Oil capital 'risks being left behind' as green revolution gathers pace

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SIR Ian Wood, Scotland's first oil billionaire, has warned Aberdeen is in danger of failing to capitalise on its potential as a major centre for the booming renewable energy sector.

The chairman of the Wood Group told delegates on the opening day of the All Energy conference in the city that the North-east had made a poor start in seizing the opportunities presented by the development of wave, wind and tidal power.

He said: "We're very focused on offshore oil and gas, and this, together with the distance from the main wind-farm developments, provide the challenge.

"Aberdeen's oil and gas critical mass began with winning the operations headquarters for the oil and gas majors - Shell, BP, Total, Chevron and others. So far, we've failed to attract any of the offshore wind operators.

"The two Scottish majors, SSE and ScottishPower, are focused on the Central Belt and there's a huge university research and development spend split between Glasgow and Edinburgh, with Strathclyde University particularly prominent."

Sir Ian said the opportunities for Aberdeen were considerable and that companies based in the city already had the expertise to help transform the Granite City from Europe's oil capital into a "world energy centre".

"Are we too late? Not yet, but we're getting that way," he said.

"The North-east of Scotland needs a proactive, co-ordinated marketing campaign focused on the offshore wind operators, highlighting the critical mass of expertise and technology that doesn't need to be sited close to the field location, and which exists in the highest quality in Aberdeen.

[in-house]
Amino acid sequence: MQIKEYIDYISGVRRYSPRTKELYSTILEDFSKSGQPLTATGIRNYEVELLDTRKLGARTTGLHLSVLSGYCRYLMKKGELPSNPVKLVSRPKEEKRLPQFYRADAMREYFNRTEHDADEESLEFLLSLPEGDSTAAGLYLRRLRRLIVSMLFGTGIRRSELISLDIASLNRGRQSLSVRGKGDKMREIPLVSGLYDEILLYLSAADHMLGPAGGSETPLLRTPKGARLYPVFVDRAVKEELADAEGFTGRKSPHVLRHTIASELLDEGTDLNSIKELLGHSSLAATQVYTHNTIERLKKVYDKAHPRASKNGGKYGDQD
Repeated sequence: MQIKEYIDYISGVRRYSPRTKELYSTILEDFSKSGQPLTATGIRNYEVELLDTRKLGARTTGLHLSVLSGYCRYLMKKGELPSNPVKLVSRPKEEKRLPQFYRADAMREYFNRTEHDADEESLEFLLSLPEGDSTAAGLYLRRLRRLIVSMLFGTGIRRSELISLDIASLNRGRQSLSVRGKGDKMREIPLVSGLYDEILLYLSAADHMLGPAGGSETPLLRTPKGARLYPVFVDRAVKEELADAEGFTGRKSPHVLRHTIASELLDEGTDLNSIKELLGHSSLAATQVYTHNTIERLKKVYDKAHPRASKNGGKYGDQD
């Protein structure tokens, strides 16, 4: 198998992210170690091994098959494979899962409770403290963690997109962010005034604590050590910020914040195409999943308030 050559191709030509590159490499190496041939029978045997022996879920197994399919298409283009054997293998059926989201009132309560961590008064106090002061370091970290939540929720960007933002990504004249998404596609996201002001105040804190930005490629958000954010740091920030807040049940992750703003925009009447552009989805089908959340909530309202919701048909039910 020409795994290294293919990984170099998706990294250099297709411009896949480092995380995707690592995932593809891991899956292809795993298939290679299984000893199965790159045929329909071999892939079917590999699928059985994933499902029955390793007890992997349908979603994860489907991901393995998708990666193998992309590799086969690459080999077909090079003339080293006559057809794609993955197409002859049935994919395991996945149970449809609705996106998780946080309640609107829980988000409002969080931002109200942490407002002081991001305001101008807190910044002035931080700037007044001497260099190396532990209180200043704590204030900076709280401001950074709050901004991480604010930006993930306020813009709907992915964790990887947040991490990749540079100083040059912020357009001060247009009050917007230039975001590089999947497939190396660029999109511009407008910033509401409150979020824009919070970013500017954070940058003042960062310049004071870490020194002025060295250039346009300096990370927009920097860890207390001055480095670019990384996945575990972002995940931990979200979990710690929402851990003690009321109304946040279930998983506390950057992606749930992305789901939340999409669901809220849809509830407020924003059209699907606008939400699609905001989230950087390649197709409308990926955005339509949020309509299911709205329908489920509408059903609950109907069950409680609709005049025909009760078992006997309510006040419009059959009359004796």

"We would still be at a disadvantage as the operators generally like the front-end activities managed close to them, so everything possible must be done to try and persuade some of these operators to adopt Aberdeen as their new projects base."

Sir Ian stressed that expertise in oil and gas developments already honed in the oil capital of Europe could be harnessed to benefit the development of the renewable sector.

"Aberdeen must, over the next ten to 20 years, diversify from its heavy dependence on hydrocarbons to broader energy," he said. "The shorter-term opportunities are offshore wind and carbon capture and storage, and, in the longer term, the marine tide and wave solutions will become more economic."For the good of our medium-term future, Aberdeen must graduate from Europe's oil capital into a world energy centre, and this will require significant pro-action and new initiatives over the next few years."

Sir Ian said Wood Group was collaborating with the Beatrice Wind Farm Demonstrator Project, adding: "We are working with a small, dedicated offshore wind team, tapping in to Wood Group's oil and gas skills, but shortly we will evolve separate offshore wind support businesses to give us the necessary focus, and build-up of resources."